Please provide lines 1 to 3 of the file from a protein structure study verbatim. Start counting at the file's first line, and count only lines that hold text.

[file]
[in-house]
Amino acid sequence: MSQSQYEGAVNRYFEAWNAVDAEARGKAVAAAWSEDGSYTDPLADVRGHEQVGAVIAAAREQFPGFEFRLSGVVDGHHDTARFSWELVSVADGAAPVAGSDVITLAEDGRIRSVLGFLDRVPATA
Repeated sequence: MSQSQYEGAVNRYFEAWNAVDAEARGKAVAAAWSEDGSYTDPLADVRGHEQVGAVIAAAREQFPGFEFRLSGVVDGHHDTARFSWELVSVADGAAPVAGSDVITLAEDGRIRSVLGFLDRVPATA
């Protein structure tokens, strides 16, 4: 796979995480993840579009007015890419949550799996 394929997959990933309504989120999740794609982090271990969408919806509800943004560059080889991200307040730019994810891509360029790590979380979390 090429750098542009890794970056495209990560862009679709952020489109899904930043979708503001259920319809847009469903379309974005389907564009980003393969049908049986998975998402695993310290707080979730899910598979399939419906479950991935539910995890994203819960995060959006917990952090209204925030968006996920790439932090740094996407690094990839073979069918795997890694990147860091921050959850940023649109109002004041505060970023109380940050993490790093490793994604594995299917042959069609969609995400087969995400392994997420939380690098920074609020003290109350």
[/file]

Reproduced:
[in-house]
Amino acid sequence: MSQSQYEGAVNRYFEAWNAVDAEARGKAVAAAWSEDGSYTDPLADVRGHEQVGAVIAAAREQFPGFEFRLSGVVDGHHDTARFSWELVSVADGAAPVAGSDVITLAEDGRIRSVLGFLDRVPATA
Repeated sequence: MSQSQYEGAVNRYFEAWNAVDAEARGKAVAAAWSEDGSYTDPLADVRGHEQVGAVIAAAREQFPGFEFRLSGVVDGHHDTARFSWELVSVADGAAPVAGSDVITLAEDGRIRSVLGFLDRVPATA